Here is a bit about the strategies taught or recommended for other handicap levels.
This is the beginning of the nine-stone fuseki -- no shimaris, only caps! (But what if W doesn't play low kakaris? Check out the eight stone games, I guess.) The recommended strategy for B is to build one single connected group and, to the extent possible, keep W out of the center and split up into a bunch of disconnected groups along the sides and in the corners. This plan works beautifully in the model game, with W restricted to 2nd, third and fourth line territory, and not even holding all the corners.
It seems as if W is cooperating a bit here, though Shirae explains how to handle other W plays, say, at a or b.
If at a, then W stays sealed out of the center; but if at b then W definitely breaks in, at least part way, so it starts looking like a different game. (But then B can try following the eight-stone strategy, I guess!) Shirae's final slogan for the nine-stone player is that "a single connected group does not get defeated", followed by an exhortation to really try playing this way.
This is the initial fuseki for the second of the two eight-stone games. (In the other, all four initial W moves are low kakaris, and all four B responses are at the 5-5 points.) The strategic theme advocated for eight-stone games is to keep W split into isolated groups which are sealed off as early as possible; but there is no longer a radical attempt to seal W out of the center.
In one of the variation sequences Shirae discusses playing at 'a', allowing W to cap with at 8, and then sacrificing the left side star stone via reducing moves from the outside to limit W's profit and build up some thickness as well as lower and upper corner territory. This is playable; but it would be quite a different game.
As the handicap decreases, Shirae gradually introduces sacrifice strategies, aggressive pincer attack strategies, the cultivation and use of thickness, and more general shape considerations. Incidentally, a comparison with Nagahara and Bozulich, Handicap Go, shows that probably all the precepts given there for B's play show up in this book as well, though as parts of game commentary, not as systematic exposition.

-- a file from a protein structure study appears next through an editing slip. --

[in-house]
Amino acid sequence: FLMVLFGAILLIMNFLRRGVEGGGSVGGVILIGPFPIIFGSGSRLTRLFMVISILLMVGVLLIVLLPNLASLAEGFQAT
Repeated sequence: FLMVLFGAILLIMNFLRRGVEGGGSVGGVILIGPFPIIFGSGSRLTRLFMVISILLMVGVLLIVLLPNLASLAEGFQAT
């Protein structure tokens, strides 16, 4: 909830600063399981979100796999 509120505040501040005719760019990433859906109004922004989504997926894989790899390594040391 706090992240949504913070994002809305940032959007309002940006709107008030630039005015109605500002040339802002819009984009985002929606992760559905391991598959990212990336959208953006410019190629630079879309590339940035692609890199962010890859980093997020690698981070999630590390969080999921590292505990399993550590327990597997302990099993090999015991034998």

Finally we arrive at the four-stone game. Note the low shimaris. Shirae remarks that the low response has become very common in professional play and can very well be introduced into handicap play,too.
Where should be played? An invasion at a is considered, but the possibility of a W counter-attack, starting with plays at b and c followed by a swallowing of the invasion stone, is found to be too risky for B; so that plan is abandoned.
Next, B plays at e and f are considered, walling off the corners while allowing W some side territory; and these are to be followed very soon by reduction moves at g and h, respectively. When the smoke finally clears away, B's two large and solidified corners outweigh W's side, and Shirae feels that this is an acceptable way to play.
However, in keeping with the proactive attacking themes already developed in the lower handicap games presented earlier, he prefers the pincer attack at k, leading to an interesting fight in and around the corner.
This book is a fine collection of strategic and tactical ideas from which I found much to learn, even for non-handicap play (particularly from the later games.) I have already dismayed some opponents at the local go club with an attack on two-space third-line extensions, that I picked up while preparing this review.
Incidentally, the recommended response to crosscuts in these games is almost always the proverbial extension, as opposed to the positions studied, say, in Ishikura's books, in which that response is rarely the first choice. There's something here to be understood.
See also Japanese book reviews.